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Protesters march in the street as thousands gathered downtown May 31 in recognition of the 99th anniversary of the Tulsa Race Massacre and George Floyd, whose death sparked nationwide protesting.

This issue of TulsaPeople has been one of our most challenging to produce in our 34-year history. We created it — with our team largely working remotely — during a confluence of events that are weighing heavily on us: the horrifying killing of unarmed George Floyd, an African American, by a white Minneapolis police officer; the resulting unrest producing protests in Tulsa and many other cities; and the gripping concern over the COVID-19 pandemic at a time when Tulsa’s case numbers are climbing.

It is a time that is requiring each of us to reach deep into our reservoirs of faith and hope.

Jim Langdon

Jim Langdon

Our cover story, expertly coordinated and written by Editor Anne Brockman, recognizes 20-plus Tulsans who were among those nominated for going “above and beyond” during the pandemic by being uniquely “resourceful, courageous and compassionate” in their work. With this tribute on p. 67, we are proud to recognize these Tulsans.

We value and appreciate Tamecca Rogers, the mother of three Black sons, for contributing our Perspectives piece on p. 38. Her words reflect the compelling concern of an African-American mother. Although we must acknowledge the vast majority of law enforcement officers do their difficult jobs well, we know too many Black lives — particularly boys and men — are being tragically lost in America as the result of troubling interactions with police.

Of course, we know other just reasons for feelings of anger and great concern within the African-American community today: Data associated with the pandemic shows Black Americans are experiencing disproportionate numbers of COVID-19 deaths and a disproportionate number of job losses in our country. Also, a disproportionate number of Black Americans do not have health care. All reflect serious and unfair imbalances in the distribution of economic resources and opportunities in America. And while these and other inequalities experienced by Black Americans are documented, they can be largely invisible in the lives of white Americans.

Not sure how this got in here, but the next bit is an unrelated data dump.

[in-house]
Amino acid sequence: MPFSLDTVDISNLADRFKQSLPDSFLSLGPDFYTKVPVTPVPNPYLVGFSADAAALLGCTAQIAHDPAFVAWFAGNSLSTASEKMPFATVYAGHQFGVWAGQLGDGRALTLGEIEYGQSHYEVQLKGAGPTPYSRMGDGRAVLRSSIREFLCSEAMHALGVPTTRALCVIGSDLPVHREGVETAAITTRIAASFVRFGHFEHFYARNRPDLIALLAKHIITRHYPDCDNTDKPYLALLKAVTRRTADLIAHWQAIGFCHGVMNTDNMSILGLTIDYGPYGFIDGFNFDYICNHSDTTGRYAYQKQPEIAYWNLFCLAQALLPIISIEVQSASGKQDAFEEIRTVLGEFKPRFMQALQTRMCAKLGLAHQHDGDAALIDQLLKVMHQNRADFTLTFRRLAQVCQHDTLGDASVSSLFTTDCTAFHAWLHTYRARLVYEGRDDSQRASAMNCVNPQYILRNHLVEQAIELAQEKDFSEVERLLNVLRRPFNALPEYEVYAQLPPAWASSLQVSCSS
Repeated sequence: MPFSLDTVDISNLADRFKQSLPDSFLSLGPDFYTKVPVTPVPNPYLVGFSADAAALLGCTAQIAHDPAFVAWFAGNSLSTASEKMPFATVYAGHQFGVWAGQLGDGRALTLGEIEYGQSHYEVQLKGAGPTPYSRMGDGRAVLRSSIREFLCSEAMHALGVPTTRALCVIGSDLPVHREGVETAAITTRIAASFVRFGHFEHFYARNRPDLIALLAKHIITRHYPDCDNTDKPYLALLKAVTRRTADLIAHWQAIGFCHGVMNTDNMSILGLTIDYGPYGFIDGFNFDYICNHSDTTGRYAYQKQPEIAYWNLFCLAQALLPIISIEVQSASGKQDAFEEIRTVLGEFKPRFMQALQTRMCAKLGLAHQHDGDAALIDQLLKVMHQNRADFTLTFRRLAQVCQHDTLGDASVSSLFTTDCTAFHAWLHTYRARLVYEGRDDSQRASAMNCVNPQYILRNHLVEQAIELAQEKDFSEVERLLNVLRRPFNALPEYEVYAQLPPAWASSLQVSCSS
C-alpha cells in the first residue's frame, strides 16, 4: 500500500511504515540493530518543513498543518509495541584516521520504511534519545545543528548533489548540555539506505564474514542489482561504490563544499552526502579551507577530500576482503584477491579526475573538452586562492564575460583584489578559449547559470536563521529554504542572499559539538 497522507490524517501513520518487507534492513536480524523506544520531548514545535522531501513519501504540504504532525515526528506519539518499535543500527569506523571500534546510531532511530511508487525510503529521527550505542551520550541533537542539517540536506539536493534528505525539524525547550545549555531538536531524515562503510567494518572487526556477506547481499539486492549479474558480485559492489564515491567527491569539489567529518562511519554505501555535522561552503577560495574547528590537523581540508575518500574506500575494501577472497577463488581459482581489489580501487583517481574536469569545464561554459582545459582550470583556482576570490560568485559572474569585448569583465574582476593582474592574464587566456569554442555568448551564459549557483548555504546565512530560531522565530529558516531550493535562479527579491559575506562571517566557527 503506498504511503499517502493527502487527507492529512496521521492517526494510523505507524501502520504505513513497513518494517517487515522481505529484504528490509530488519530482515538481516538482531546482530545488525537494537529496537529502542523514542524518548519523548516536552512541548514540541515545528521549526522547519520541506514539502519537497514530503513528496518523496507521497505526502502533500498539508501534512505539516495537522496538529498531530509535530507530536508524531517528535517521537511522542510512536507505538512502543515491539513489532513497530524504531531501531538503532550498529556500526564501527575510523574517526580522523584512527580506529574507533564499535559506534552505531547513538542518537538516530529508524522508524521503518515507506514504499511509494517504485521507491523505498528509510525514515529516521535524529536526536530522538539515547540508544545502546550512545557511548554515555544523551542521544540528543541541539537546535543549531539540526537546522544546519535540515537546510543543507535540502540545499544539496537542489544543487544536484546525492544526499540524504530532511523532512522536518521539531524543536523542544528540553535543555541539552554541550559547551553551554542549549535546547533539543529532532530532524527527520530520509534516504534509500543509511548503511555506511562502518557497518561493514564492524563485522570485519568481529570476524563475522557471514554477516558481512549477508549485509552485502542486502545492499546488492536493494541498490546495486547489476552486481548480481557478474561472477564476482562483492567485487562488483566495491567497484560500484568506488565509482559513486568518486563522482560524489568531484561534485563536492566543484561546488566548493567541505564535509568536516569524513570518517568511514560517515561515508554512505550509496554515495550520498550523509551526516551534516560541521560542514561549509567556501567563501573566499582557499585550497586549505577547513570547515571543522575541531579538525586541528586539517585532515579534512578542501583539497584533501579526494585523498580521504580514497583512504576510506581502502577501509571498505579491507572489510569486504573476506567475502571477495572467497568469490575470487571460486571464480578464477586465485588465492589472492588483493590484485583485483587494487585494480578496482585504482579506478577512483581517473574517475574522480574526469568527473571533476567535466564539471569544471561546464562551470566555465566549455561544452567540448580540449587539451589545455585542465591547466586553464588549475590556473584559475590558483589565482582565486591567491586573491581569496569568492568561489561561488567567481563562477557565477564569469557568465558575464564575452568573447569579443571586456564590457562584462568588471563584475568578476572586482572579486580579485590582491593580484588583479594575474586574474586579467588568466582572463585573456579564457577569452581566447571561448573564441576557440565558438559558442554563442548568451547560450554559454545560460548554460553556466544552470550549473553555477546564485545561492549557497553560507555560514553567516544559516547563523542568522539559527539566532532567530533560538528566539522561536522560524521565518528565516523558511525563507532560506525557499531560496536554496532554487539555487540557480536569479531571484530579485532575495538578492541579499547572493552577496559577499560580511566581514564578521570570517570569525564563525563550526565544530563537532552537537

We can do better.

Each of us can earnestly strive to contribute toward more racial equality with our words and actions and by supporting organizations doing this important work. Two powerful ones in Tulsa are the Oklahoma Center for Community and Justice, and MOSAIC.

OCCJ, originally named the National Conference of Christians and Jews, has served Tulsa since 1934 with the singular mission of “eliminating bias, bigotry and racism in our city and state.” MOSAIC is the Tulsa Regional Chamber-led coalition of companies and nonprofit partners that celebrate diversity, champion equity and cultivate inclusion within the region’s businesses. 

The work being done by OCCJ and MOSAIC especially deserves our attention and support now. Go to and to learn more.

Education, understanding and activism are powerful weapons in the fight against inequality. Two related examples we recently appreciated:

Receiving an email from longtime friend Edd Cochran of Oklahoma City, to make us aware of Good Housekeeping Magazine’s list of “20 Powerful Books About Anti-Racism to Educate Yourself.” Find it at

Seeing a pop-up lending library called “Black Lives Matter” just inside the Dog Dish store in Utica Square. The store is owned by our daughter, Emily, so her activism makes us proud.

We are experiencing a significant moment in this country. Now is a time for education, action and change. We each can be open to educating ourselves around history and issues of systemic racism in America. And talking about them. The more we learn, the more we understand, the more each of us can effect change and help this country arrive at a better place.

Also in this issue, enjoy reading about:

  • Staycations: Ideas for getting-away-at-home for the summer season on p. 29.
  • On p. 45, Helmerich & Payne’s 100th Anniversary: A special section recognizing one of Tulsa’s legendary companies and corporate leaders.
  • Light in the Darkness: An inside look at the work of the Tulsa County Sheriff’s Office Cold Case Task Force on p. 59.  
  • And online via, see:
  • Tulsa Talks: “What It’s Like to Be Black in Tulsa” a discussion with the Rev. Robert Turner, D.Min.
  • Scenes from Tulsa’s many June protests as covered by Digital Editor Tim Landes

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